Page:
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How Forgiveness Benefits Individual, Family, and Community Health
Robert Enright Ph.D.
Hopelessness is an infection of our times. Letting it keep marching without a challenge is a danger. We begin a 4-part series by examining philosophical ideas that do not uplift.
When treated deeply unfairly by others, you do not have to live with resentment that could destroy you. Unconditional forgiveness is one of the strongest paths to hope and freedom.
How do you coordinate your forgiving and the other's seeking forgiveness? It's not easy, because you may be at different parts of your own process.
Making one particular adjustment in your thinking might go a long way in helping you to like yourself again and to move forward well, despite any relationship set-back.
Why would one want to forgive? After all, the person is no longer here to hurt you. Yet the conflicts of the past can live on in us.
How has forgiveness been weaponized against women? Who else is feeling the effects?
When you are treated unfairly, are you tempted to just "move on"? Do you then say that this action is forgiveness? You might want to take a deeper look at what forgiveness is.
Being humiliated can lead to an anger that can last for months and years. Few writings address this issue or suggest how its effects are neutralized.
Dealing with narcissistic people who offend you can complicate the forgiveness process. Learn how to understand the narcissistic patterns to make forgiving easier.
Your current stresses may have origins in the stresses your great-great-grandparents faced. Is it possible that stresses and their effects are handed down through the generations?
Too often, people are living in the present with the weight of the past inside of them. It not only is unproductive to let this happen but also you can be freed to thrive.
Should people engage in self-forgiveness or is it an illusion or perhaps even inappropriate? Three controversies surrounding self-forgiveness are described and addressed here.
When treated unfairly by others, you might feel offended. A key issue rarely asked is this: In the offense, have I been harmed? If not, this insight may help to reduce resentment.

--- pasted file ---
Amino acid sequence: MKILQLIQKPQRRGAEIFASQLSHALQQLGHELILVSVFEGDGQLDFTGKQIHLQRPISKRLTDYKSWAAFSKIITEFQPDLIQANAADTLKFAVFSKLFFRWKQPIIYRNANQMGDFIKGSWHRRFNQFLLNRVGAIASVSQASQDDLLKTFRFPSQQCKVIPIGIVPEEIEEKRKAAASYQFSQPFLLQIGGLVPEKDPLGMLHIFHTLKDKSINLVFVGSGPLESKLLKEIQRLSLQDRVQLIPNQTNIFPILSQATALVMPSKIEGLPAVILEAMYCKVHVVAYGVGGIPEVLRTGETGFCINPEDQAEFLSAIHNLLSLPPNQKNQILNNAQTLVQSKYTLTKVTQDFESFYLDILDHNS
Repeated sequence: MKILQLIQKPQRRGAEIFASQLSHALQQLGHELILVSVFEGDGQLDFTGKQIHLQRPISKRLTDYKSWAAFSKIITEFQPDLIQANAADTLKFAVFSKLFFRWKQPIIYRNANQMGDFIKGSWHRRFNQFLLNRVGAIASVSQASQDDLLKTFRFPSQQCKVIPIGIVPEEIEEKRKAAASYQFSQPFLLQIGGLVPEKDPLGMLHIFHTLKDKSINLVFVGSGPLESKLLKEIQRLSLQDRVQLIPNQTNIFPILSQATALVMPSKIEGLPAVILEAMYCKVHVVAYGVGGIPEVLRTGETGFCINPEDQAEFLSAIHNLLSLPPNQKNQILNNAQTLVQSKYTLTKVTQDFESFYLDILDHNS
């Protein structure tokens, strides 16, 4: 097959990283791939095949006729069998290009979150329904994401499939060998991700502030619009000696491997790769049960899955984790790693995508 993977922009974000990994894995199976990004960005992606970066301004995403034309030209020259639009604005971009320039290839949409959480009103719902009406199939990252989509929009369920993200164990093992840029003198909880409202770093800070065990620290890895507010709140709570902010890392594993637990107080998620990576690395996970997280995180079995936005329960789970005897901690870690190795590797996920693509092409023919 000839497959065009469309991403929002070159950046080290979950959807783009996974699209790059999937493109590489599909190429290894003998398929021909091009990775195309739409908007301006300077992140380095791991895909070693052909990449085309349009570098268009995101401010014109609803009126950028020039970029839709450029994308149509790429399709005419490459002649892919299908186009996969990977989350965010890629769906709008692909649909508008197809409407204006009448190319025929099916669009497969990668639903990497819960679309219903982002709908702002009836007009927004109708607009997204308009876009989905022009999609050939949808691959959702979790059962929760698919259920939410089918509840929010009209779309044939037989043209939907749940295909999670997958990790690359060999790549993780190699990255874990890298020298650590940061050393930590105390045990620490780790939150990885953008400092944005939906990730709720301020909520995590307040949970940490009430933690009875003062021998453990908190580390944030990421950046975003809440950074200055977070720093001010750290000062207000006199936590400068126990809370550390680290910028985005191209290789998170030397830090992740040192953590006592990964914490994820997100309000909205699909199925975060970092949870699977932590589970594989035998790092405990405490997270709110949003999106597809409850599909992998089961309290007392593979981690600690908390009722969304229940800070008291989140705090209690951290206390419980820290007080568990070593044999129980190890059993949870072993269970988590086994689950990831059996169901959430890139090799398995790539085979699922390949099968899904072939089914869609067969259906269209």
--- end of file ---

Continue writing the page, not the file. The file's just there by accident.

You must not forgive some people for certain acts! Is this true? Your answer to this question is important because it could aid or hinder healthy development.
Having a struggle forgiving someone? Doing something good for someone who was not good to you may promote emotional healing.
Having all basic needs met does not necessarily lead to transcendent views such as altruism, generosity, and the search for spiritual truth. So what is the way forward?
Gaslighting and ghosting can be harmful. Your decision to forgive may help you clarify that it is not you who has the problem and help you move on.
Forgiveness can set people free. Not ready to forgive? Do not become imprisoned by harshly judging yourself as not morally virtuous. It is time to explore this issue.
Sometimes people make the philosophical error of equating forgiving and reconciling. Knowing the difference between the two can improve your psychological health.
You do more than put the salve of contentment onto your psychological self when you forgive. You stand strong in the good, despite very challenging opposition. This is heroism.
Forgiveness has a variety of life-giving attributes. When you choose to forgive, do you deliberately try to incorporate any of these? Perhaps it is time to give forgiveness a try.
Behaviorism is a popular therapeutic approach. But what are you "buying" when you believe its principles? You might be surprised to learn.
I come to you with an idea: to understand, nurture, and bring forth the idea of forgiveness within the human heart, within families, schools, workplaces, and communities.
Forgiving a cheating boyfriend needs patience because of the pain. Be gentle with yourself. At the same time, when you are ready, be sure to seek fairness from him.
When you forgive, do you see its highest expression as love? Do you see the need for courage to accompany forgiveness? How can you balance these issues of love and courage?
Even if you have had a series of challenging romantic relationships, your new partner and you may be strengthened if you consider the five points described here.
We sometimes think that those who hurt us have far more control over us than they actually do.
When others treat us unfairly we tend to become collectors of wounds that can deprive us of happiness. Perhaps it is time to confront those accumulated wounds.
Families can reduce the tensions in the home and create greater harmony between partners and among children, if forgiveness becomes part of the norm for healthy family functioning.
Too often when people hurt us, we get so angry that we hurt others. "The bad guys" then win twice: first in their hurting us and then in our becoming injurers of others.
Robert Enright, Ph.D., is a professor of educational psychology at the University of Wisconsin-Madison and a licensed psychologist who pioneered the social scientific study of forgiveness.